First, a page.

Osteoporotic Vertebral Fracture Prevalence Varies Widely Between Qualitative and Quantitative Radiological Assessment Methods: The Rotterdam Study

Ling Oei, Fjorda Koromani, Stephan J. Breda, John T. Schousboe, Emma M. Clark, Joyce B.J. van Meurs, M. Arfan Ikram, Jan H. Waarsing, Frank J.A. van Rooij, Maria C. Zillikens, Gabriel P. Krestin, Edwin H.G. Oei, Fernando Rivadeneira*

*Corresponding author for this work

Research output: Contribution to journalArticle (Academic Journal)peer-review

40 Citations (Scopus)
189 Downloads (Pure)


Accurate diagnosis of vertebral osteoporotic fractures is crucial for the identification of individuals at high risk of future fractures. Different methods for radiological assessment of vertebral fractures exist, but a gold standard is lacking. The aim of our study was to estimate statistical measures of agreement and prevalence of osteoporotic vertebral fractures in the population-based Rotterdam Study, across two assessment methods. The quantitative morphometry assisted by SpineAnalyzer® (QM SA) method evaluates vertebral height loss that affects vertebral shape whereas the algorithm-based qualitative (ABQ) method judges endplate integrity and includes guidelines for the differentiation of vertebral fracture and nonfracture deformities. Cross-sectional radiographs were assessed for 7582 participants aged 45 to 95 years. With QM SA, the prevalence was 14.2% (95% CI, 13.4% to 15.0%), compared to 4.0% (95% CI, 3.6% to 4.5%) with ABQ. Inter-method agreement according to kappa (κ) was 0.24. The highest agreement between methods was among females (κ = 0.31), participants age >80 years (κ = 0.40), and at the L1 level (κ = 0.40). With ABQ, most fractures were found at the thoracolumbar junction (T12–L1) followed by the T7–T8 level, whereas with QM SA, most deformities were in the mid thoracic (T7–T8) and lower thoracic spine (T11–T12), with similar number of fractures in both peaks. Excluding mild QM SA deformities (grade 1 with QM) from the analysis increased, the agreement between the methods from κ = 0.24 to 0.40, whereas reexamining mild deformities based on endplate depression increased agreement from κ = 0.24 to 0.50 (p <0.001). Vertebral fracture prevalence differs significantly between QM SA and ABQ; reexamining QM mild deformities based on endplate depression would increase the agreement between methods. More widespread and consistent application of an optimal method may improve clinical care.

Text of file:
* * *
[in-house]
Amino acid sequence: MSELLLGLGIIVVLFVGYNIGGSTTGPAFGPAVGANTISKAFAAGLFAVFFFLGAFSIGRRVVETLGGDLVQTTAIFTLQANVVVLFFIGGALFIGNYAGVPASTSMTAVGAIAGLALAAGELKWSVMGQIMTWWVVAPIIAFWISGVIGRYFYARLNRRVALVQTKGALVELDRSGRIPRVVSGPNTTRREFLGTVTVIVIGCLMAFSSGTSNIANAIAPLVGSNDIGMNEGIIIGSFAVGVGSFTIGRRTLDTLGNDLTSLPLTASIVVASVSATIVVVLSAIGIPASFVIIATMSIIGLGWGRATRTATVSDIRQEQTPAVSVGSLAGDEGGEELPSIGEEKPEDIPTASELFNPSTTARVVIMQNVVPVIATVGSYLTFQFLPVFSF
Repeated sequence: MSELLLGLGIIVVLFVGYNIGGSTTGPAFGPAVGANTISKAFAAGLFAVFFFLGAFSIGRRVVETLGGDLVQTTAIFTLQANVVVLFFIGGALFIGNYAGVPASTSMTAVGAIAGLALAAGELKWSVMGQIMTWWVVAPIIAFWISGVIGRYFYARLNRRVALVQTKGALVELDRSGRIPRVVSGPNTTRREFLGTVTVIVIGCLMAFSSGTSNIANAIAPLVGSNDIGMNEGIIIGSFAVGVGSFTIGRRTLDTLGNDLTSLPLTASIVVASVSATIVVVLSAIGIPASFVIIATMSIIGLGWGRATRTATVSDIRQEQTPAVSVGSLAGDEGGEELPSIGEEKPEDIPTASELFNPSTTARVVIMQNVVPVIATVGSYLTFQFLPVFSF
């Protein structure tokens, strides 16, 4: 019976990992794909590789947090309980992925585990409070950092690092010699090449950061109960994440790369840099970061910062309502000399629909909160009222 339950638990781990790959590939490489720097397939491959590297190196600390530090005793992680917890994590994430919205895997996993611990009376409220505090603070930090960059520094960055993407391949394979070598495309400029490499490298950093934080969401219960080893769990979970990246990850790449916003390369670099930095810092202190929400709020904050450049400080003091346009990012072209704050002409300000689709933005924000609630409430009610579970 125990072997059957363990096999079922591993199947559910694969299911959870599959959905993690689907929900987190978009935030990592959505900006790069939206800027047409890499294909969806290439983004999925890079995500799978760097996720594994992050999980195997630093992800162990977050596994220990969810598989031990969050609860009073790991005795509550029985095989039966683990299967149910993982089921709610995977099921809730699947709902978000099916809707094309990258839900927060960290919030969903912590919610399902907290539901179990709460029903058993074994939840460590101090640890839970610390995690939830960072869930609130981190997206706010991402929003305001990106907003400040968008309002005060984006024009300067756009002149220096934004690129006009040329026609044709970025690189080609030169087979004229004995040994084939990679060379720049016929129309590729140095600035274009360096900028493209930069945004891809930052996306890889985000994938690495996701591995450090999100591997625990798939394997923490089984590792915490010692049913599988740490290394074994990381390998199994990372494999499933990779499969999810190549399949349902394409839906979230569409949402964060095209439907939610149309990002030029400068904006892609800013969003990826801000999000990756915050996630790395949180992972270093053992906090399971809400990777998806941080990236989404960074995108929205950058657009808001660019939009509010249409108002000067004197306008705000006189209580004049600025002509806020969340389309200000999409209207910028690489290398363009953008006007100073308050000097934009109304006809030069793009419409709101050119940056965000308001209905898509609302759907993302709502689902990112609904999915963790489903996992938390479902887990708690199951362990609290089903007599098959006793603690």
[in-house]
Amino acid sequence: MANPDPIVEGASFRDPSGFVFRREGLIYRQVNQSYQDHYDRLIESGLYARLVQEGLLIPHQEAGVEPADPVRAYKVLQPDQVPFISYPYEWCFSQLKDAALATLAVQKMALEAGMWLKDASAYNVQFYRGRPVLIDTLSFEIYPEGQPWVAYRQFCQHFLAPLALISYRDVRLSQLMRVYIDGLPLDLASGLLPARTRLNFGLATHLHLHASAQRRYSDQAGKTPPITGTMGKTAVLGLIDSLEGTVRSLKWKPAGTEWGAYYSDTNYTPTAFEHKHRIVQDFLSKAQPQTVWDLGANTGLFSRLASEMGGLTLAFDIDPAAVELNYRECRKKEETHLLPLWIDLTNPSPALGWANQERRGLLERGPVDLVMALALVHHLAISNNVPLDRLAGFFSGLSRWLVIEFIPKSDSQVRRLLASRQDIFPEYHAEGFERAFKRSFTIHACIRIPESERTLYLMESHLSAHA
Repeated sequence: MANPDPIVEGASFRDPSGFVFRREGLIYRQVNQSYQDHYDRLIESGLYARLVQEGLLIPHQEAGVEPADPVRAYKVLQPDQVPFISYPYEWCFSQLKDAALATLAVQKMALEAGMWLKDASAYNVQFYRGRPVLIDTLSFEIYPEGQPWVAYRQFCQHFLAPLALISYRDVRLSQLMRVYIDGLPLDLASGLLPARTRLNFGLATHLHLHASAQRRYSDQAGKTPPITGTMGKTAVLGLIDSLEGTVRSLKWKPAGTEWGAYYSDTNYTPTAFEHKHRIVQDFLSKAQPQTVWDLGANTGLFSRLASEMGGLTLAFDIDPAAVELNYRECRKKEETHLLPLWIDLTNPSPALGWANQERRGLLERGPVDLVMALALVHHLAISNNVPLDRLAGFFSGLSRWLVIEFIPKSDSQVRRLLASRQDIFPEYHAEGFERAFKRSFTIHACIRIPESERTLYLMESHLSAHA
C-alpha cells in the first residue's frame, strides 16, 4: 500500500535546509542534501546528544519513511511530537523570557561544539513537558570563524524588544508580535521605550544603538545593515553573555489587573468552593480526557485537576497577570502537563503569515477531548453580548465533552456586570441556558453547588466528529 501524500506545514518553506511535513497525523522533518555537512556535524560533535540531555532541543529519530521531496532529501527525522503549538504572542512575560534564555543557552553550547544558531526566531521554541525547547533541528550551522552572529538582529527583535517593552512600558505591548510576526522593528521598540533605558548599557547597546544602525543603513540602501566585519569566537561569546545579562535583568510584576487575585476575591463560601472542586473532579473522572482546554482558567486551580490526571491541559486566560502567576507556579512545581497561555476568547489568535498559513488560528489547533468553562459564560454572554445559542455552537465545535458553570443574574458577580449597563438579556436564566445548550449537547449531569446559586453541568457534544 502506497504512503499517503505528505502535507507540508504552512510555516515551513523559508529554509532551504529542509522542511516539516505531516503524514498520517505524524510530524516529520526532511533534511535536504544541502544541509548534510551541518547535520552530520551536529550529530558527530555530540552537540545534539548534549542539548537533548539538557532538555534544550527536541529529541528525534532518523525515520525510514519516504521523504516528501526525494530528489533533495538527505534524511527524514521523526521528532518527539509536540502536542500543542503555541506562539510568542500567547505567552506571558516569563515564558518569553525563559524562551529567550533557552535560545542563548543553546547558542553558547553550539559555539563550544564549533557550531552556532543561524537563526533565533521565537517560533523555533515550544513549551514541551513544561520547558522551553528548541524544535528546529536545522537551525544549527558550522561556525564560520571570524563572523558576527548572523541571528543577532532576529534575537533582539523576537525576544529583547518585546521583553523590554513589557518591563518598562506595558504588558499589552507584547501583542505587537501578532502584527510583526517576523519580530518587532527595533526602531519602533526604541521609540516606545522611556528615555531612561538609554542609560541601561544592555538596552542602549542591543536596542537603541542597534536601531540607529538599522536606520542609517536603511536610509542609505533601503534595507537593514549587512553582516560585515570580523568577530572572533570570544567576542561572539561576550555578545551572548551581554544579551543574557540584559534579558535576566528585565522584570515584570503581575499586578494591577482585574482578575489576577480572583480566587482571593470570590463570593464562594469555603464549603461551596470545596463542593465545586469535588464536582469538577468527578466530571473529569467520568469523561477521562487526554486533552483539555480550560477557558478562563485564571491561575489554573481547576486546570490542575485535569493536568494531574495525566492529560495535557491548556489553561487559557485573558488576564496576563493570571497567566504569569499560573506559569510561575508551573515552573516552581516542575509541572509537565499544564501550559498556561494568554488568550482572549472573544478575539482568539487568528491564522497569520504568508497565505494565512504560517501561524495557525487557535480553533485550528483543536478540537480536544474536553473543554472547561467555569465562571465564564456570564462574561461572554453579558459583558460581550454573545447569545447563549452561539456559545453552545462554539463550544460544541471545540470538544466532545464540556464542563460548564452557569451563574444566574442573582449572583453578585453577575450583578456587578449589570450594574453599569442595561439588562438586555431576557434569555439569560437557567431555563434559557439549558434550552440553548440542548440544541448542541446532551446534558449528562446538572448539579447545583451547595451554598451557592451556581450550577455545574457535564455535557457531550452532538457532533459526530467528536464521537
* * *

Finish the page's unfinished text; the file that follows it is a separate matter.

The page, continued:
Original languageEnglish
Pages (from-to)560-568
Number of pages9
JournalJournal of Bone and Mineral Research
Issue number4
Early online date6 Sep 2017
Publication statusPublished - 1 Apr 2018


  • Osteoporosis
  • fracture
  • vertebral
  • diagnosis
  • Epidemiology
  • Screening
  • Radiology


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